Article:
The sentencing guidelines, norms and trends obtaining in contemporary Swaziland as disclosed in the most recent decisions and pronouncements of the Supreme Court and, where appropriate, those of the High Court.
 The judgment of this Court in Ngubane Magagula v The King was handed down and published on 30th November 2010. Sentence in this case was apparently passed on that same date. I say apparently because the record does not clearly disclose the date upon which sentence was passed. It is of cardinal importance that the record should disclose upon its face all of the relevant dates concerned in a criminal trial. These dates include where relevant:
Dates of the offences
Dates of arrests
Dates of escape and recapture
Dates of admission to bail
Dates of release on bail
Dates of liberty on bail
Dates of conviction
Dates of sentence
Dates when appeal noted
Dates when grounds of Appeal filed
The above list is not exhaustive.
 The legislator evidently regarded the offence of which the Appellant stands condemned as deserving of severe punishment. Section 185 bis of the Criminal Procedure and Evidence Act 67/1938, date of commencement: 1st January 1939 provides that:
“(1) A person convicted of rape shall, if the Court finds aggravating circumstances to have been present, be liable to a minimum sentence of nine years without the option of a fine and no sentence or part thereof shall be suspended.” Emphasis added.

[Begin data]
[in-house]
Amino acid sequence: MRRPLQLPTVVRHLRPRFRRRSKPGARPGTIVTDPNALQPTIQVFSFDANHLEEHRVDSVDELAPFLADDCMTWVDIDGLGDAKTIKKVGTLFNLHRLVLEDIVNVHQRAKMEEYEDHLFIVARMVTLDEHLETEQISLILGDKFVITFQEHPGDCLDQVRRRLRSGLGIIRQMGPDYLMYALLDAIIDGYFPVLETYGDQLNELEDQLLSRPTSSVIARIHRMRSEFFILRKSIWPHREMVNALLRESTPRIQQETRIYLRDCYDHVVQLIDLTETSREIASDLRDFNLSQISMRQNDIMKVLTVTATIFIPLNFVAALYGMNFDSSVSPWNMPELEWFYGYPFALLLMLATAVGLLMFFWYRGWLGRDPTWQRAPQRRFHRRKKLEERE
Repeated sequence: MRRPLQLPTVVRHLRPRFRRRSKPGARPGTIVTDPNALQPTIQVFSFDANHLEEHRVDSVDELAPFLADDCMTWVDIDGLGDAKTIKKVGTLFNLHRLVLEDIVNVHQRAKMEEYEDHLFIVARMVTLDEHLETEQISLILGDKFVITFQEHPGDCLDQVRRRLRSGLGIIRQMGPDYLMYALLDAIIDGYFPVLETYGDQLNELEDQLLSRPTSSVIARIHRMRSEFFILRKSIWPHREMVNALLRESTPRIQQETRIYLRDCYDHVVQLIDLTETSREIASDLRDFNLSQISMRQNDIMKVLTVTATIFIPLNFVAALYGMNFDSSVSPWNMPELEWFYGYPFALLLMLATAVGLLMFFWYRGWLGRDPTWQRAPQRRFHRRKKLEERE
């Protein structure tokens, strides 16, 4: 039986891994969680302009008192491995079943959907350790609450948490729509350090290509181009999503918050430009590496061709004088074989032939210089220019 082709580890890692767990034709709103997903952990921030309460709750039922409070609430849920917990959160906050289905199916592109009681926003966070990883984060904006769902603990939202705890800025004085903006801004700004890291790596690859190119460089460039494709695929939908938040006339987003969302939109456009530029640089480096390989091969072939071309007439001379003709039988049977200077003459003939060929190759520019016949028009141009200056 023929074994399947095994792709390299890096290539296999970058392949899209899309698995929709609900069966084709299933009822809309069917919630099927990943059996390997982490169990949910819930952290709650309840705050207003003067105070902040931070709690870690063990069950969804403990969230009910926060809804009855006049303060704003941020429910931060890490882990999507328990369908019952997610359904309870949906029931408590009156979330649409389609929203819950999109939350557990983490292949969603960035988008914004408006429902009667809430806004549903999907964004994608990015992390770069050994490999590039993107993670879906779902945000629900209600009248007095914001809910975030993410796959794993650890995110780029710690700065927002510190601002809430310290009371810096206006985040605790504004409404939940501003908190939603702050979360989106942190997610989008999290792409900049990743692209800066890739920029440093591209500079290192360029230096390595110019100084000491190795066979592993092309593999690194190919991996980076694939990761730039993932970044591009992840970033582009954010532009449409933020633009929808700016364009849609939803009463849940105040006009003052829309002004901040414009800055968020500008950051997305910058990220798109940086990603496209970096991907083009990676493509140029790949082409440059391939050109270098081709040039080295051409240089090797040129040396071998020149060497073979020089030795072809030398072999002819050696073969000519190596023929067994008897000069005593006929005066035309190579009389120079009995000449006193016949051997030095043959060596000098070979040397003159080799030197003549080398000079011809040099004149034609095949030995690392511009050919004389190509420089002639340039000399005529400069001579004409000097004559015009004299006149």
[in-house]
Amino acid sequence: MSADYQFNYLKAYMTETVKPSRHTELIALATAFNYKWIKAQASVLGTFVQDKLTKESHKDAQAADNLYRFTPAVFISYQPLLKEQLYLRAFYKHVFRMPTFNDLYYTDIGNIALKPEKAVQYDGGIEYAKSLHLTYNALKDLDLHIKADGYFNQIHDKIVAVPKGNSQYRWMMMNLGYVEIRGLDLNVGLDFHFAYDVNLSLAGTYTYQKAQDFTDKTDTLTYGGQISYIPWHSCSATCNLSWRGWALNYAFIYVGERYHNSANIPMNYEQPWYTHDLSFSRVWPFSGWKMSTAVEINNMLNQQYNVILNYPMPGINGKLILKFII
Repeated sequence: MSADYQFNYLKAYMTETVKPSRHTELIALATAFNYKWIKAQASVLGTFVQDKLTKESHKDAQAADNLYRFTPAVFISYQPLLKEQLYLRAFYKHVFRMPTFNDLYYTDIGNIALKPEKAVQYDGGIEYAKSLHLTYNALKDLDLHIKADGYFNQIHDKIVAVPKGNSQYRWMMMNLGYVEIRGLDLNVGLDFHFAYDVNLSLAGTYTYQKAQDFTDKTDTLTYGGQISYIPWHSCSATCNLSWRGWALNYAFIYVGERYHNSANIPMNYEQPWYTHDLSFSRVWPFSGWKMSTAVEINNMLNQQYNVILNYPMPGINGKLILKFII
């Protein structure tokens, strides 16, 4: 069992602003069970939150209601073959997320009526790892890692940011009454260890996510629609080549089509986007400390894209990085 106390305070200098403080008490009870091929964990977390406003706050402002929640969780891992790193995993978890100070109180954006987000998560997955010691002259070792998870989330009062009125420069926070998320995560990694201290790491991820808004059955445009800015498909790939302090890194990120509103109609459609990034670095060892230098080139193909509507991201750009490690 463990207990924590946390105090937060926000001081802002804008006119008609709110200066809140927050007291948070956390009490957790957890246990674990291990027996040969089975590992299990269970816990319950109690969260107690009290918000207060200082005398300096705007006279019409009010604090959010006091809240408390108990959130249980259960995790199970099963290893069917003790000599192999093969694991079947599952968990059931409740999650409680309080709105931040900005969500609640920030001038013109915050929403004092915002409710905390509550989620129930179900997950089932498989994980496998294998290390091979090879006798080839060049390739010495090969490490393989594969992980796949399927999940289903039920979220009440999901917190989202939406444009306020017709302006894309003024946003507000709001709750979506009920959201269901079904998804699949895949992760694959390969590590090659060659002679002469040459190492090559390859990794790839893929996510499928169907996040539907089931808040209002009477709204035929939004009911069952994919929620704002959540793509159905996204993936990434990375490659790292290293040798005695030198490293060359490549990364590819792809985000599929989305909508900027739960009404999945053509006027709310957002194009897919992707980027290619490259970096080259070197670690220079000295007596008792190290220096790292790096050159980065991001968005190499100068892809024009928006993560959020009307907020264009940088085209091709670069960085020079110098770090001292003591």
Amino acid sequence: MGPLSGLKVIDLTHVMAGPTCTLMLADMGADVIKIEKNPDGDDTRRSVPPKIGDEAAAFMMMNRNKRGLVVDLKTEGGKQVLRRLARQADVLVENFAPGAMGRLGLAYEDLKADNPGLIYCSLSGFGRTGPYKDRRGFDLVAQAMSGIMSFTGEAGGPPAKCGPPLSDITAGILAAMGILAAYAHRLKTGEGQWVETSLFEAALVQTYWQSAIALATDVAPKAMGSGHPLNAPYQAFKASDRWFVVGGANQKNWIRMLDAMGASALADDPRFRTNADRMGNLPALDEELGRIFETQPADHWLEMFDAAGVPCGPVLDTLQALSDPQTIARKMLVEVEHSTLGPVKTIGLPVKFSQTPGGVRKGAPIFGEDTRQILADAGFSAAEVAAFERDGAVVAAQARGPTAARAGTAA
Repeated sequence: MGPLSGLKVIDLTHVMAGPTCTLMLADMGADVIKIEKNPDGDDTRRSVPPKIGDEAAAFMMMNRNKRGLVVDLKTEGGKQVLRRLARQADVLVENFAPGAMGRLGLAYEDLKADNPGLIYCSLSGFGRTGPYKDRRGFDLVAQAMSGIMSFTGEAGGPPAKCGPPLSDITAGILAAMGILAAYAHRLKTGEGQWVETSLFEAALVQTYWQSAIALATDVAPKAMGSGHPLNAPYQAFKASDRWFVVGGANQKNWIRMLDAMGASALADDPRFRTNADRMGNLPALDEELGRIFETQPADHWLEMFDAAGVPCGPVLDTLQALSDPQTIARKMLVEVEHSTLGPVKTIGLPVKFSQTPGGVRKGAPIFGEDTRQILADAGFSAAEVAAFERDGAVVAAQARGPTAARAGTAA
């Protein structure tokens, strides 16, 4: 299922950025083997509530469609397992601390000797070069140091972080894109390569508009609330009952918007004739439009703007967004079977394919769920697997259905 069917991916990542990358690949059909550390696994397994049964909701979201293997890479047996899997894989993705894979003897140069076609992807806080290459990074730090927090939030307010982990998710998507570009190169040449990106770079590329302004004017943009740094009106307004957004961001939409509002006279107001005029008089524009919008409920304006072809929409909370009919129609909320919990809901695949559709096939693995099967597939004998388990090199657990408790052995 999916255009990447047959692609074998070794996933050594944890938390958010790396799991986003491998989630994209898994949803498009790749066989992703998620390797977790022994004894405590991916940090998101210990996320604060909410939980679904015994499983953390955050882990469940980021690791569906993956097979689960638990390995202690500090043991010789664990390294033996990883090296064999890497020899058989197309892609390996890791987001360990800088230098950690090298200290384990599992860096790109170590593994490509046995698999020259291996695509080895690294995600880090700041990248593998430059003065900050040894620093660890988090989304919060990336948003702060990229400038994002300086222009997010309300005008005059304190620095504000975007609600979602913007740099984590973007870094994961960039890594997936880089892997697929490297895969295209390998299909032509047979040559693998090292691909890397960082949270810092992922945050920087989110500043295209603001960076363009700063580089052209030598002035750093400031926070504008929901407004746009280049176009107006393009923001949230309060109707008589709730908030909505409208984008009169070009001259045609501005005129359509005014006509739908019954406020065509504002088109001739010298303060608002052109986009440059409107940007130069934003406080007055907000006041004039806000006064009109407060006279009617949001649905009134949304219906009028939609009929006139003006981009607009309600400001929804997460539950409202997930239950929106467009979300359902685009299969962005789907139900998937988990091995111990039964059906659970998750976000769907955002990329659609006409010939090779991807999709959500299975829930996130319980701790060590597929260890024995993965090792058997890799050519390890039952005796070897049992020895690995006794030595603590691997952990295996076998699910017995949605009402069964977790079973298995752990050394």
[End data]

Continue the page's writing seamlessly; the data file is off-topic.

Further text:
The effect of the above provision is that the legislature intended that the Appellant should serve a minimum of nine years imprisonment. However, a sentencer in 2010 should be guided, not by conditions prevailing in Swaziland in 1939 when World War II erupted, but by the conditions obtaining in contemporary Swaziland, and by the factors enumerated for consideration in paragraphs  supra and more particularly by guidelines established by this Court such as those contained in Ngubane Magagula v The King for offences of rape.
 Sey J determined the appropriate sentence by reference to the pre Ngubane Magagula v The King sentencing law and practice. But even by those standards the sentence of the Court a quo cannot be faulted for violating any existing canon of sentencing. If anything, it could properly be viewed as lenient.
 Before departing from this case, this Court thinks that it ought to point out that many of the sentences which it has upheld were not disturbed simply because they fell within the permissive and compassionate discretion of the Courts below, even though this Court, because of the gravity of the offence, would have imposed a substantially higher award. Indeed, the case before us is a case in point. While upholding the award of the Court a quo for the reasons which we have given, the grave circumstances disclosed on the record have moved us to draw attention in Section 327 (c) and (d) of the Criminal Procedure and Evidence Act which empowers this Court to:
“(c) Give such judgment as ought to have been given at the trial; or impose such punishment (whether more or less severe than or of a different nature from the punishment imposed by the court below) as ought to have been imposed at the trial; or,
(d) Make such other order as justice may require.”
 Accordingly therefore, this Court now serves notice that, especially in the midst of the current epidemic of offences of rape, serious consideration would be given – subject to affording Appellants a meaningful opportunity of being heard – to invoking the above provisions where sentences of the Courts below are disturbingly and inappropriately low having regard to the principles articulated within the body of this judgment.
The order of this Court is that:
The appeal be dismissed.
The conviction and sentence be affirmed.
I agree M. M. Ramodibedi C.J.
I agree Dr. S. Twum J.A
Delivered in open Court on this 31st day of May 2011.